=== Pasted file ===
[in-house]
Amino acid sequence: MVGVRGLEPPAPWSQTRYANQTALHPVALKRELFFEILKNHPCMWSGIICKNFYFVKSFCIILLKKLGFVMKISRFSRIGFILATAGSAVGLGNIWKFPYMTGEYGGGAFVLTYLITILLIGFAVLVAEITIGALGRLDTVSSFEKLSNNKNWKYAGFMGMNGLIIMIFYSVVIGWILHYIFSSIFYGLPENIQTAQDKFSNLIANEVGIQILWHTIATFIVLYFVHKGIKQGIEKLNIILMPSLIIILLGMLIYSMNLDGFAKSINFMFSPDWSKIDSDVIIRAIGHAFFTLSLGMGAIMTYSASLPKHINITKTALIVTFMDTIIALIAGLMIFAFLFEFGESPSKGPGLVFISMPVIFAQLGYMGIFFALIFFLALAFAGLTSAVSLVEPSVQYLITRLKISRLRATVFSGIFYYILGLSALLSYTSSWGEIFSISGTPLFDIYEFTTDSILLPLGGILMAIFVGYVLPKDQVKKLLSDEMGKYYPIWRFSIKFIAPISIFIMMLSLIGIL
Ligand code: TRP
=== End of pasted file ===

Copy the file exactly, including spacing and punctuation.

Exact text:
[in-house]
Amino acid sequence: MVGVRGLEPPAPWSQTRYANQTALHPVALKRELFFEILKNHPCMWSGIICKNFYFVKSFCIILLKKLGFVMKISRFSRIGFILATAGSAVGLGNIWKFPYMTGEYGGGAFVLTYLITILLIGFAVLVAEITIGALGRLDTVSSFEKLSNNKNWKYAGFMGMNGLIIMIFYSVVIGWILHYIFSSIFYGLPENIQTAQDKFSNLIANEVGIQILWHTIATFIVLYFVHKGIKQGIEKLNIILMPSLIIILLGMLIYSMNLDGFAKSINFMFSPDWSKIDSDVIIRAIGHAFFTLSLGMGAIMTYSASLPKHINITKTALIVTFMDTIIALIAGLMIFAFLFEFGESPSKGPGLVFISMPVIFAQLGYMGIFFALIFFLALAFAGLTSAVSLVEPSVQYLITRLKISRLRATVFSGIFYYILGLSALLSYTSSWGEIFSISGTPLFDIYEFTTDSILLPLGGILMAIFVGYVLPKDQVKKLLSDEMGKYYPIWRFSIKFIAPISIFIMMLSLIGIL
Ligand code: TRP